Policies to encourage parental leave have been found to have a positive association with total fertility rates. Parental leave in Korea is exceptionally generous, with one year available for both mothers and fathers, paid up to 80% of the average monthly wage. However, in 2020, only 63.9% of eligible mothers and 3.4% of eligible fathers took parental leave. This is low compared to Japan, where 81.6% of mothers and 12.7% of fathers took parental leave that year. Gender norms, a lack of enforcement of parental leave rights and the cost incurred by employers limits the take-up of parental leave by fathers. In addition, Korea’s work culture emphasizes long working hours and discourages absences, particularly by men . Consequently, public expenditure on parental and maternity leaves per live birth in Korea was less one-fifth of the OECD average in 2020 (Figure 4).
In addition, long working hours and low flexibility for parents make it difficult to combine work and family. In 2018, the limit on working time was cut from 68 to 52 hours per week in firms with 300 or more employees and this rule has been applied to all firms with five or more employees since 2021. Still, a 52-hour working week is incompatible with taking an active part in raising children and other domestic work. The time Korean men spend on paid labor is the fourth longest among OECD countries and 2½ hours longer per day than Korean women. Long work hours, long commutes and after-work socializing limit men’s availability for unpaid labor. With long working hours concentrated among men, women in Korea bear the brunt of unpaid labor – childcare, housework, shopping, etc. Men spend an average of 49 minutes a day on “unpaid labor” – about one-third of the OECD average, while women spend 3½ hours.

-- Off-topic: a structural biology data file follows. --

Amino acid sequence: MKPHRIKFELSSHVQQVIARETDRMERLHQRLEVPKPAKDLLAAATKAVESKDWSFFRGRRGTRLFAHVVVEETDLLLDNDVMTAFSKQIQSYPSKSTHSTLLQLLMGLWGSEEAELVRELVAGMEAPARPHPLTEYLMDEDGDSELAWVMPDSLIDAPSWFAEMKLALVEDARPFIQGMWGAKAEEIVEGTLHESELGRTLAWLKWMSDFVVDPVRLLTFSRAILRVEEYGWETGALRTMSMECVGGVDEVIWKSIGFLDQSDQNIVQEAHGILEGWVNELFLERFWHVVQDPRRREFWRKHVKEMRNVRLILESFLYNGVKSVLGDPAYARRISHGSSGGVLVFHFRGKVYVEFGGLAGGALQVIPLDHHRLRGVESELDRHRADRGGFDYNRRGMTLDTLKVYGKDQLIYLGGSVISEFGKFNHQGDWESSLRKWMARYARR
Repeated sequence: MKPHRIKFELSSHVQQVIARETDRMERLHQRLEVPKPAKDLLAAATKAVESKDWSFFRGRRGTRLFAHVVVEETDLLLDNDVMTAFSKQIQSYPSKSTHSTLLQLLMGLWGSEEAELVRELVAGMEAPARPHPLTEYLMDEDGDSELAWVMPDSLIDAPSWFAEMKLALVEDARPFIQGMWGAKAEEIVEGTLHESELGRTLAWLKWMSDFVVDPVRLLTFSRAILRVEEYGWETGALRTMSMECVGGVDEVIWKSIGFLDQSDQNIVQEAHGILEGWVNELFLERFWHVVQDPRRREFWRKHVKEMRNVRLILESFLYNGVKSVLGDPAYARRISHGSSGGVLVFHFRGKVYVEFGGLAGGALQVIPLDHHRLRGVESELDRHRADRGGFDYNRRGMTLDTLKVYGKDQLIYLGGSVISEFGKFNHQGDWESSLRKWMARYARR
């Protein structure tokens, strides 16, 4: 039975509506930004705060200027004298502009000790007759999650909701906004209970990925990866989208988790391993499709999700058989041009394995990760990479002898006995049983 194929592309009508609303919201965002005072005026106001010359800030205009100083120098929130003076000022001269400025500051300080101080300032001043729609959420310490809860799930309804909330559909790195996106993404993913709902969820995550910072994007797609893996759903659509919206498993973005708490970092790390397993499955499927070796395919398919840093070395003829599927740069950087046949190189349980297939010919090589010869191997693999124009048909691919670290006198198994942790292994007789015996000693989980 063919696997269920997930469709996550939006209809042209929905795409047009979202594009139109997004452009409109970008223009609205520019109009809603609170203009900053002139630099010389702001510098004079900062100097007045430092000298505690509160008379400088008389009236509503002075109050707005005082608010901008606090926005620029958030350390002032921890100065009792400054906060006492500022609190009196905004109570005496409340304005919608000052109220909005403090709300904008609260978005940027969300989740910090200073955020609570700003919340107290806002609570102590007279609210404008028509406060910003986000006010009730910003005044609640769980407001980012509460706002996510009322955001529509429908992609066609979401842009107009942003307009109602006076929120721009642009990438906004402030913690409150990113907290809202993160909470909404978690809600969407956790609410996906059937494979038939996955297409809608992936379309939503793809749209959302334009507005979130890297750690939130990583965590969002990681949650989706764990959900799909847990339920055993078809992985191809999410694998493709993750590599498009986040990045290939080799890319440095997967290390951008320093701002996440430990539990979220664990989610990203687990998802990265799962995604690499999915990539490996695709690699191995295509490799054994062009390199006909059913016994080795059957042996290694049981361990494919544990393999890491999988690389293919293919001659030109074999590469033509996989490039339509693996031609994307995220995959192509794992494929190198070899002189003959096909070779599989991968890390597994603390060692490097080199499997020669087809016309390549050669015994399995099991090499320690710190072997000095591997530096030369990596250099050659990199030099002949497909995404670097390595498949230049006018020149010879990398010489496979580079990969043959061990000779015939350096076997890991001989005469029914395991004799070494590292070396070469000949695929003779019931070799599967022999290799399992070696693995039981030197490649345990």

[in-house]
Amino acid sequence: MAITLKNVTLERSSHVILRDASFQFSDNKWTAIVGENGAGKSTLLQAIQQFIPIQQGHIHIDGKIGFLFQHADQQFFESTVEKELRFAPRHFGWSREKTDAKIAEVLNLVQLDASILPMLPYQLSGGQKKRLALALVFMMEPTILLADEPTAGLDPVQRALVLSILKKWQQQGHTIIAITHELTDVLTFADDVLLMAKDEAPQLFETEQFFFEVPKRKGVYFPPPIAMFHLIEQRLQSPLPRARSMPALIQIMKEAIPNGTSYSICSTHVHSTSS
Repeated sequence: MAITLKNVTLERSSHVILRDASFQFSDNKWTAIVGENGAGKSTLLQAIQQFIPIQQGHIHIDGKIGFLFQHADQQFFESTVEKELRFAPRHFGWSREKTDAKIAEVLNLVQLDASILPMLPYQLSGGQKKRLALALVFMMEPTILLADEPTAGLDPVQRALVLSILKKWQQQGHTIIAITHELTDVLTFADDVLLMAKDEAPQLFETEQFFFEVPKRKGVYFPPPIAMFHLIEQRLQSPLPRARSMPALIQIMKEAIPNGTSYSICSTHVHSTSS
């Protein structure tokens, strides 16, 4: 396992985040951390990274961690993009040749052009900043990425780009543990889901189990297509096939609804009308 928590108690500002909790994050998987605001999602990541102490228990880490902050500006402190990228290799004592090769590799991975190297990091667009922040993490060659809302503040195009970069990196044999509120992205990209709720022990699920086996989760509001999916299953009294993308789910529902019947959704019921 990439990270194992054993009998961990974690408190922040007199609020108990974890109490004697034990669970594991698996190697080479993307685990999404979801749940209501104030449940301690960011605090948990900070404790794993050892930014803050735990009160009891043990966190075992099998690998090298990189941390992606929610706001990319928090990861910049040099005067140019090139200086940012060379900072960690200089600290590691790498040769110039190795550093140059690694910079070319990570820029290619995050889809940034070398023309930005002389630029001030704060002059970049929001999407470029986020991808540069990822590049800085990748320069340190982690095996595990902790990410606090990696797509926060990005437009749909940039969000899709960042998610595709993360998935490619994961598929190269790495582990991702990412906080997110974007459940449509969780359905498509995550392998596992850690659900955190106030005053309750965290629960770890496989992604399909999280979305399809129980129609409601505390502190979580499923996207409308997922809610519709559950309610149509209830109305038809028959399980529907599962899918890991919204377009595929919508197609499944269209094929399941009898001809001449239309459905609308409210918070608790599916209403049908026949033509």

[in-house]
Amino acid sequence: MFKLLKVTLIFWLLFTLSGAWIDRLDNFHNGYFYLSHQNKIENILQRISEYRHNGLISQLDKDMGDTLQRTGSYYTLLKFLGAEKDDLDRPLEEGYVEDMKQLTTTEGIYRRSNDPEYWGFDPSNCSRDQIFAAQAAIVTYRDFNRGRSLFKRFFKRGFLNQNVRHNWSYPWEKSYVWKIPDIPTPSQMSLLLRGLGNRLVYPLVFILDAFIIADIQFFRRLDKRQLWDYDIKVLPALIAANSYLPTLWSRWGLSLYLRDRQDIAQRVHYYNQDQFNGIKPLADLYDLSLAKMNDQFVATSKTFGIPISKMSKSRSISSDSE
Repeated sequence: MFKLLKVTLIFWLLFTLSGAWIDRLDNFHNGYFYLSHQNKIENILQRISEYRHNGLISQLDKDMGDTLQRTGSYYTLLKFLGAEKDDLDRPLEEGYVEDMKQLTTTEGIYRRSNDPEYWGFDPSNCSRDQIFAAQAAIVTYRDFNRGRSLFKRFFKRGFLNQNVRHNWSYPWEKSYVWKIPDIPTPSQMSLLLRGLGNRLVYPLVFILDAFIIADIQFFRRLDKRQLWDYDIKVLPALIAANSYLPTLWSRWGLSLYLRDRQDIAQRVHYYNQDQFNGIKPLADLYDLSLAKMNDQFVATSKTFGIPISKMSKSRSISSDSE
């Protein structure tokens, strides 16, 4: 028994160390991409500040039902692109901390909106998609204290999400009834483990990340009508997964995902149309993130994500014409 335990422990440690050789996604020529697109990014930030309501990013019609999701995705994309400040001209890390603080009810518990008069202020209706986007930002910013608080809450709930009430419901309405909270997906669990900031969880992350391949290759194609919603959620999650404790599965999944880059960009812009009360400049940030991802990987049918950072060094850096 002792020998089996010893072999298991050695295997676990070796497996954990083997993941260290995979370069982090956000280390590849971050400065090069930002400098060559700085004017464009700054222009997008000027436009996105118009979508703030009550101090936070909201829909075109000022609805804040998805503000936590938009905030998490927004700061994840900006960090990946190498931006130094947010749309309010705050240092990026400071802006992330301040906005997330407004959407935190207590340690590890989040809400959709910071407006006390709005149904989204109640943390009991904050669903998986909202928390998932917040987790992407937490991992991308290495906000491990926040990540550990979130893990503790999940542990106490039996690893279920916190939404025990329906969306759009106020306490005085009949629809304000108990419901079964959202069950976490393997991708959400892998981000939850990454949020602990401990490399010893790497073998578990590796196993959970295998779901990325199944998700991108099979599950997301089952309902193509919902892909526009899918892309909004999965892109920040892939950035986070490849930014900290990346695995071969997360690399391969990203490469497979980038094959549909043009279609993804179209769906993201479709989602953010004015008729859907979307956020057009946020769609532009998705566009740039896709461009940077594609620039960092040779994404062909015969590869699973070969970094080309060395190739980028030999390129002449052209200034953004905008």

Consequently, women devote nearly three hours per day more to unpaid labor than men (Figure 5). In dual-income households, fathers tend to arrive home later than mothers. In sum, the gender gap in paid and unpaid work in Korea is exceptionally large, making marriage and children unattractive to some women.
The Presidential Committee on an Aging Society and Population Policy has correctly identified balancing work and childcare as a key to reversing the decline in the fertility rate. One key is to increase the take-up and duration of parental leave, particularly by fathers. Reducing the financial burden of parental leave on families and firms and requiring firms to disclose the percentage of their eligible male employees who take leave would increase the take-up of leave. However, the government’s plan to raise the limit on working hours from 52 hours per week to 69 hours may reduce work-life balance and make it more difficult for women to balance employment and family responsibilities. In any case, raising the fertility rate is a difficult challenge. As President Yoon stated, “Even if the low birth rate problem cannot be solved, I believe that it is the country’s basic duty to at least ensure that children born in Korea can grow up bright and healthy.”
Randall S. Jones is a Non-Resident Distinguished Fellow at the Korea Economic Institute of America. The views expressed here are the author’s alone.
Photo from watchsmart’s photostream on flickr Creative Commons.